Pope Francis’ visit to Iraq is vital to encourage Christians to stay in the country as their numbers are dwindling rapidly, the head of Iraq’s Catholic Church said on Thursday.
Cardinal Louis Raphael Sako, Patriarch of Babylon of the Chaldeans and head of the Chaldean Catholic Church, told The National the planned visit would carry messages to remind Iraqis of peace and coexistence.
“It will place an emphasis on the true meaning of brotherhood and citizenship; we are only family and it will encourage Christians to stay in the country and to integrate and build confidence between each other towards a better future. It will give hope,” Cardinal Sako said.
The government in Baghdad described the papal visit in March as a “historic event” that sends a message of peace to Iraq and the whole region.
Cardinal Sako likened the pope’s Iraq visit to the one that he embarked on in Abu Dhabi in 2019. That visit culminated in the historic declaration of fraternity and peace between nations, races and religions.
The declaration was signed the pontiff and Sheikh Ahmed Al Tayeb, the Grand Imam of Al Azhar.
“The visit to Iraq comes during an exceptional time. The country is the axis of culture and religion, it is a holy land, its people have suffered a lot,” Cardinal Sako said.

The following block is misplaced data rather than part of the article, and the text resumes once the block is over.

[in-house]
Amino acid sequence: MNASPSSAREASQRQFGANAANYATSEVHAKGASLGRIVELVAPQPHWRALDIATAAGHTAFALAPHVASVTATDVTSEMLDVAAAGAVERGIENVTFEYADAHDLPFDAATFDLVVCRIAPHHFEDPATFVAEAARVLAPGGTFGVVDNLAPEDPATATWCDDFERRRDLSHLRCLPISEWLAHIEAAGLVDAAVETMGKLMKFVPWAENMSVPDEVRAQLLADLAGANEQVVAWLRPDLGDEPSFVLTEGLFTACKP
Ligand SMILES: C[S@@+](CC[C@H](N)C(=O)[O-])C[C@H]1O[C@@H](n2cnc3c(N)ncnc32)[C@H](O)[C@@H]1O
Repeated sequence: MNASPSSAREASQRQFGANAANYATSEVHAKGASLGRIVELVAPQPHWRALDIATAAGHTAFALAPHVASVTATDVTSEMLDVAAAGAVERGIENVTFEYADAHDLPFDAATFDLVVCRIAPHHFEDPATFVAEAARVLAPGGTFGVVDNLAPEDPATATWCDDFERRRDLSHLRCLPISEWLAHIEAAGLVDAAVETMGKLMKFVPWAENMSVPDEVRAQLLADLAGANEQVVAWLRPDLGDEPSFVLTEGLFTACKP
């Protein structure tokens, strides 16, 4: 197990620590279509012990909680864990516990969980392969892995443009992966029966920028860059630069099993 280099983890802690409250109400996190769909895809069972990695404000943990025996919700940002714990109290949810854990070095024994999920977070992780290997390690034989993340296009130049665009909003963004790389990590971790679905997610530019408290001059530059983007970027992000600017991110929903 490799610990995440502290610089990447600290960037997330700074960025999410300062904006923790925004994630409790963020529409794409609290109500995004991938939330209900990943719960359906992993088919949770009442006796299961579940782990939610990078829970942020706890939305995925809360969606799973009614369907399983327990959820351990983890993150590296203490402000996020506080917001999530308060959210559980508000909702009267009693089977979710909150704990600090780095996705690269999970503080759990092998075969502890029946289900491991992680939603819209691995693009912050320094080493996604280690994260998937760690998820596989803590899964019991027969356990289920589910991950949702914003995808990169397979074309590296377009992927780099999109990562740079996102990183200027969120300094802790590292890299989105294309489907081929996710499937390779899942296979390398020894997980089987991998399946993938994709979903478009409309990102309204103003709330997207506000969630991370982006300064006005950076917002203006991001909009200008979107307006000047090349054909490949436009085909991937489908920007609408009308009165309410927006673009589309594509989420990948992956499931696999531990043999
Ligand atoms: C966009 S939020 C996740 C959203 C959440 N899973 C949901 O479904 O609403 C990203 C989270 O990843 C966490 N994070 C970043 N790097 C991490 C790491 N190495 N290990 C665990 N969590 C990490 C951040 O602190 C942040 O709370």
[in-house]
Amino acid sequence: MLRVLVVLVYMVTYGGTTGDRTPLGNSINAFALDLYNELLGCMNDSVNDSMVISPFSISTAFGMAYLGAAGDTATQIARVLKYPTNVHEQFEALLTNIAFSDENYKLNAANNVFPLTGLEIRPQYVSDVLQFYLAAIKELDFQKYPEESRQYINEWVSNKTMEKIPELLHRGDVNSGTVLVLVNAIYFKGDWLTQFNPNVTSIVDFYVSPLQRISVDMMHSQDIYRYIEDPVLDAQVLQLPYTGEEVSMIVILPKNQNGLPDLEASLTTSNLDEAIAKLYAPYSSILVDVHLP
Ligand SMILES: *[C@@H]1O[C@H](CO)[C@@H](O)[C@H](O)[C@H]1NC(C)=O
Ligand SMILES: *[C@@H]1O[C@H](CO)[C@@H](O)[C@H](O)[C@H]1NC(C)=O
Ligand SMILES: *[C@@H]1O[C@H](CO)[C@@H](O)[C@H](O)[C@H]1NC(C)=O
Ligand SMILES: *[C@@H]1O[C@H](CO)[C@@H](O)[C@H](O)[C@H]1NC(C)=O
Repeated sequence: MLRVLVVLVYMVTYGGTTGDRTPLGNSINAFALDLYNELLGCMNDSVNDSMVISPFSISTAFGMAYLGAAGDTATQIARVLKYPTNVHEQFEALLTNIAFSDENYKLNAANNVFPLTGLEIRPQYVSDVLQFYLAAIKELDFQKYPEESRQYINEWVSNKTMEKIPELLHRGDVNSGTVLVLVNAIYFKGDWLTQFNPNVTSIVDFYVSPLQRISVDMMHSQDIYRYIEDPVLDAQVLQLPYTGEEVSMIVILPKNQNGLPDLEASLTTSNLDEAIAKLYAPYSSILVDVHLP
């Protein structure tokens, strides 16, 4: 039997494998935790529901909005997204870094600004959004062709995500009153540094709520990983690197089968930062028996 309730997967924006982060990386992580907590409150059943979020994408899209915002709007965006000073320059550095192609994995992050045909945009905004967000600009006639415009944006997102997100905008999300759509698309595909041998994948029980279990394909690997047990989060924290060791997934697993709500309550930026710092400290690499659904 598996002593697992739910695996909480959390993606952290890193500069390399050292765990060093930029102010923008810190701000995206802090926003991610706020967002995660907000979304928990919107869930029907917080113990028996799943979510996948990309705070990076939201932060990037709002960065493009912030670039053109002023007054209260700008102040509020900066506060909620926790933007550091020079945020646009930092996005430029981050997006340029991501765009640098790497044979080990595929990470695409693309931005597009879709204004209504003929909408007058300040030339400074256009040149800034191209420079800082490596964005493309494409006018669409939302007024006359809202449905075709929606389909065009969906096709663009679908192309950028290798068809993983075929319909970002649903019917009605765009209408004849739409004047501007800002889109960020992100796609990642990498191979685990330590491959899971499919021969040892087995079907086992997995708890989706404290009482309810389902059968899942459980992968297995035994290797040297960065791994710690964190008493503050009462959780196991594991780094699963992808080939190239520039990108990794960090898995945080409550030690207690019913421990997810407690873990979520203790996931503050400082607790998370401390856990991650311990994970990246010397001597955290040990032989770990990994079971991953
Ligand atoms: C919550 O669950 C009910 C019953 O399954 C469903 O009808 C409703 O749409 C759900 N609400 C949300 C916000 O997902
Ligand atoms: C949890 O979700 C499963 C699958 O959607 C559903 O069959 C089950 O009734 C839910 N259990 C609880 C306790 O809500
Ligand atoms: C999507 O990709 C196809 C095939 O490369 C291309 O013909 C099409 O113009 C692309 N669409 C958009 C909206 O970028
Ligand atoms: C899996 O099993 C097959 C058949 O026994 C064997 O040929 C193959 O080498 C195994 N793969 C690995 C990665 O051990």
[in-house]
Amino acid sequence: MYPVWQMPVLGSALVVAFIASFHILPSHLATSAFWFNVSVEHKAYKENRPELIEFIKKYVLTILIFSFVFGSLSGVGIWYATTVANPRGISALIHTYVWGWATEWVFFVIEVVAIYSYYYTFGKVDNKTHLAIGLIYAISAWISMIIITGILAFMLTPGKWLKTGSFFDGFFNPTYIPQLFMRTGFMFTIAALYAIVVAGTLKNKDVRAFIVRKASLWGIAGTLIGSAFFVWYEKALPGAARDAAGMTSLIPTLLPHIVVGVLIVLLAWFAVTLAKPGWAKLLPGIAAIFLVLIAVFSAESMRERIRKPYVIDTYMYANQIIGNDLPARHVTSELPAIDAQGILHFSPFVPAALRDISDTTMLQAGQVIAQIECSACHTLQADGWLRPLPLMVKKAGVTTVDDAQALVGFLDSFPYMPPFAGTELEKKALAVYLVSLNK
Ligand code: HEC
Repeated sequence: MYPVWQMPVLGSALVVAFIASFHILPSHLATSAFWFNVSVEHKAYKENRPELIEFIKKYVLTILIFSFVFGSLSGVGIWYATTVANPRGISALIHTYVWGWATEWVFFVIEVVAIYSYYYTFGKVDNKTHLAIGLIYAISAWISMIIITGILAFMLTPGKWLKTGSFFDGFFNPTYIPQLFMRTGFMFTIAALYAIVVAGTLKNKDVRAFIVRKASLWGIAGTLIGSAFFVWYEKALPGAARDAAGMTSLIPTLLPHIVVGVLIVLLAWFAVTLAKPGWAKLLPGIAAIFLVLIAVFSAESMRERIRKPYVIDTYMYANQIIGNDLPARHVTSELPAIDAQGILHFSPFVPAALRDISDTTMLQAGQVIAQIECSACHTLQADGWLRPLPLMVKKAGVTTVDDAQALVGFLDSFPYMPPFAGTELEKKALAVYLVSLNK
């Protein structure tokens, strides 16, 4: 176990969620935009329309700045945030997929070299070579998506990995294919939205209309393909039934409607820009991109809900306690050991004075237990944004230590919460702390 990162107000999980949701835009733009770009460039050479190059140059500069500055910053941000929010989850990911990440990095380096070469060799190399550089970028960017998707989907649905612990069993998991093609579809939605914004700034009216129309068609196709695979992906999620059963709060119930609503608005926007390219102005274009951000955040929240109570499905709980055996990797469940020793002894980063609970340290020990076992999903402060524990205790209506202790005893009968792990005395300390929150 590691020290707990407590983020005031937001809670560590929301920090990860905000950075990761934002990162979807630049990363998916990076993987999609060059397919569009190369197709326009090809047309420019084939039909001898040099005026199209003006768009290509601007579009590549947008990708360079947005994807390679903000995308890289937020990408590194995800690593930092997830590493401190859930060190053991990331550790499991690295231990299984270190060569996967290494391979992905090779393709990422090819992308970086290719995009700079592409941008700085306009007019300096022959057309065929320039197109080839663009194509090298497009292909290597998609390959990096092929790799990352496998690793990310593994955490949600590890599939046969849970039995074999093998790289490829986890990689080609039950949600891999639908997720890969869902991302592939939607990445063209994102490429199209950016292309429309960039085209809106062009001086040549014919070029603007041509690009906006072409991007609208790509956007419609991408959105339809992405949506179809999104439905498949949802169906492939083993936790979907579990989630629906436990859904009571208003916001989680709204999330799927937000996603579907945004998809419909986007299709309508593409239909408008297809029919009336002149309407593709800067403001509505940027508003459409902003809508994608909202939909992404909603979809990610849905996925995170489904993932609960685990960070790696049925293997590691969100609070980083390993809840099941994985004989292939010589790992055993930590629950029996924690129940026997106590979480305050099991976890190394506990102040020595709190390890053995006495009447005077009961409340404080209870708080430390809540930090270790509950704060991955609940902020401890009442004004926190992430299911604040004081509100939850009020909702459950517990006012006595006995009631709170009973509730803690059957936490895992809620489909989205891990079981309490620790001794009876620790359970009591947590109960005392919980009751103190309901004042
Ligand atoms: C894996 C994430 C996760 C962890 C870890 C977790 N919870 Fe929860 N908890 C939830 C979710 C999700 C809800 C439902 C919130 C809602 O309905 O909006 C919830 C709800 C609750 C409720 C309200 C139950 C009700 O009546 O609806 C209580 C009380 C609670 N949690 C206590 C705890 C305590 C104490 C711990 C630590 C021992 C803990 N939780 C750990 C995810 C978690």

The pope will send a message to Iraqis that they must “stop fighting each other” and push them to “love and help each other to build their country and live in dignity and freedom”, he said.
Pope Francis is expected to visit Baghdad, Ur, a city linked to the Old Testament figure of Abraham, as well as Erbil, Mosul and Qaraqosh in the Nineveh plains, between March 5 and 8.
It will be his first trip in more than a year after all his overseas visits were cancelled because of the coronavirus pandemic.
“The visit to Mosul and Qaraqosh, the biggest Christian town in the north, will be to encourage Christians to stay and to rebuild trust with their neighbours,” Cardinal Sako said.
Cardinal Sako said the pope might also visit the holy Shiite city of Najaf to meet Grand Ayatollah Ali Al Sistani, Iraq’s top Shiite cleric.
“We hope he can visit Najaf – it has an impact on the Iraqi situation and also because of the place of Najaf and its authority. The authorities in Najaf are welcoming the idea,” he said.
There only about 500,000 Christians left in Iraq following sectarian warfare after the 2003 US-led invasion and the seizure of a third of the country by the extremist group ISIS in 2014.
“The situation is getting better, there are no attacks against Christians, but the situation is bad for all Iraqis,” he said.
Christianity in Iraq dates back to the first century of the Christian era, when the apostles Thomas and Thaddeus are believed to have preached the Gospel on the fertile flood plains of the Tigris and Euphrates rivers.
Cardinal Sako, 72, was born in Zakho in northern Iraq and has played a central role in interfaith dialogue in the country.
He was elevated to cardinal in June 2018 by the pontiff in a move that was seen as a show of support to Iraq’s declining Christian population.
The College of Cardinals forms the senior ecclesiastical leadership of the Catholic Church, offering counsel to the pope and electing his successor.